Monday, 20 October 2008

Copying Silicon Valleys Model

I didn't realise it but apparently I follow silicon valleys model of success . Apparently the model they use is about embracing failure as a part of learning. By accepting this they see ech failure as the next step to success.

Don't see the point in worrying too much about my failures. They're a part of life. It's best to find out what mistakes you made and learn not to make them again. As a developer I just build tools to help me speed up the process of learning from my mistakes.

See what you can learn from this fascinating insight into the silicon valley way where the biggest successes are often bred from failures.

Saturday, 11 October 2008

Nutrient families

One thing I'd really like to see in terms of educating children about vitamins, minerals and the like is to have a kid centred approach where the nutrients bccome part of a family and have their own attributes.

Something like the transformers and power rangers an so many other shows. The main characters each have their own special abilities which make them important. Kids learn about what each character can do through watching episodes where their skill becomes important.

All the vitamins and minerals are part of a big team. Each has their own specific job but also they can work with other nutrients to get a job done. Many of the vitmains are involved in the healing or maintenance process. So these characters would help keep the team fit and healthy.

Vitamin K has a spcecific role in blood clotting so it's part of a fst response unit.

Several f the B vitamins are involved in the producing energy from food (the krebs cycle) so I'd expect these characters to be really fit and contribute to energy suppply of the group. Maybe the y make the food. Maybe the burn coal or someting. It depends on the story you puut the teams in and the backstory you give them.

I just feel this approach, though difficult (how do you make vitamin k look cool when it's produced in the colon), would make nutrients accessible to kids and help them unerstand their wider role in everything. If you get the charracter names right it'll also make it much easier for kids to remember each individual nutrient and then also their attributes.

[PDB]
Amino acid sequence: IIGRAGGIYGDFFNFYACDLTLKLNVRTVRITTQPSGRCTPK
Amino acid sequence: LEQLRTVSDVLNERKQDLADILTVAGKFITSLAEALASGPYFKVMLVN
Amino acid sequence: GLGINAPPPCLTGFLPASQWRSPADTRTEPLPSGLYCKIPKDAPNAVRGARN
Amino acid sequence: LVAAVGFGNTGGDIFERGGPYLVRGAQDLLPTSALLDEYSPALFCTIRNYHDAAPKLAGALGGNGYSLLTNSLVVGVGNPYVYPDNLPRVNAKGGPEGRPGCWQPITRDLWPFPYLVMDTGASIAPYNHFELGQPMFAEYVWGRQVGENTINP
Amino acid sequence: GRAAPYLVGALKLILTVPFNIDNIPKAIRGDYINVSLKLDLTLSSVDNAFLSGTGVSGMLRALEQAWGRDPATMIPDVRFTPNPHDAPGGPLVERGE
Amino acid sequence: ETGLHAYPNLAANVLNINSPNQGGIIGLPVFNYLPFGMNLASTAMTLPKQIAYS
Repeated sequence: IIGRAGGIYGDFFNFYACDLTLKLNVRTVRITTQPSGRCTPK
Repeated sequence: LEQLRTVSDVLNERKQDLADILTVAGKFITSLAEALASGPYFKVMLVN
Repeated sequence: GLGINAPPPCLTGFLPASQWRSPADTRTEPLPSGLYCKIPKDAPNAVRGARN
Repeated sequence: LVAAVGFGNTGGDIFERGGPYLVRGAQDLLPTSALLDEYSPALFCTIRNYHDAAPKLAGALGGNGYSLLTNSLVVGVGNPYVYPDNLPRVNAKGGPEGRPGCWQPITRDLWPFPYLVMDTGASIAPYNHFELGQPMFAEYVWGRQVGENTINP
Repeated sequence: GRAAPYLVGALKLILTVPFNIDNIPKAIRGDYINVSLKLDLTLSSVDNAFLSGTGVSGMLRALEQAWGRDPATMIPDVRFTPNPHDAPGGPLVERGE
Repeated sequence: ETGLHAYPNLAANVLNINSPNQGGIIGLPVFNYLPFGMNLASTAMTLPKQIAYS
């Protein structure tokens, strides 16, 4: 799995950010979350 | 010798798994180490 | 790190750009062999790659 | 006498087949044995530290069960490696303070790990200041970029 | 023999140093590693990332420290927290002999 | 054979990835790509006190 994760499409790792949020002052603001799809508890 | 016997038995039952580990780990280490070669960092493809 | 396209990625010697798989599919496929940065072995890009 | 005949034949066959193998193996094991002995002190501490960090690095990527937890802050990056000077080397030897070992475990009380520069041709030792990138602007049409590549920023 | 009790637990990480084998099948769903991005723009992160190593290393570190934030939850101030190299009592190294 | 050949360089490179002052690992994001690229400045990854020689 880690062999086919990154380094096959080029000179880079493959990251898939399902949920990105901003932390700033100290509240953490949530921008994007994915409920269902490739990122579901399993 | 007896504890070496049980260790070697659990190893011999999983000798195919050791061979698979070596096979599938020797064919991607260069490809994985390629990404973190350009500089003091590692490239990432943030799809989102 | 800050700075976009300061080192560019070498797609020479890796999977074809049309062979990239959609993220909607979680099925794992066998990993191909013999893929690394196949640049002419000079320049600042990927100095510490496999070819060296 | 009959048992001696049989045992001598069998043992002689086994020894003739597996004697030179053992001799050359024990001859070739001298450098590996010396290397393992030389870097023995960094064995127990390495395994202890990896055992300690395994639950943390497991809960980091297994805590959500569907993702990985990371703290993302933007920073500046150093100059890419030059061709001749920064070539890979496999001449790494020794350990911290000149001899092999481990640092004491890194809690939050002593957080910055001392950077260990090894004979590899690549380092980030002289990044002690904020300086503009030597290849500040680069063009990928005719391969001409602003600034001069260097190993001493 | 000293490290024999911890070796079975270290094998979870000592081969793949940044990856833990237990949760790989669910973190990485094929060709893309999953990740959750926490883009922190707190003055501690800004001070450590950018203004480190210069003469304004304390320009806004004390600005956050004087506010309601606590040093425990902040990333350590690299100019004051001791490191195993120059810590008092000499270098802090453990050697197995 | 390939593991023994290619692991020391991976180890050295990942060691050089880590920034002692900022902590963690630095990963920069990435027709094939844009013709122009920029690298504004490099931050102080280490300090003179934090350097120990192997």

It's something I'd really like to see. If someone has already done it then I'd love t know about it. Otherwise I'd love some one to do it and then tell me about it. I feel as long as the info is presented correctly and made accessible then all this nutrition stuff actually bcomes very easy to understand and we'll all be fitter and healthier as a result.

Thursday, 9 October 2008

How do you manage your energy stores?

This is just a quick thought building on some of my previous posts. A big problem with Type 2 Diabetes is a person ability to manage the sugar they eat. Their insulin response is far too high because their body no longer responds to normal amounts so it has to over compensate.

Exercise has been shown to help with this. Great, but can you do anything about it without exercise. I'm wondering about it, particularly after reading a little about intermittent fasting. I don't know if all the claims are true but when I step back and just consider what I said at the start of this article, one thing becomes clear.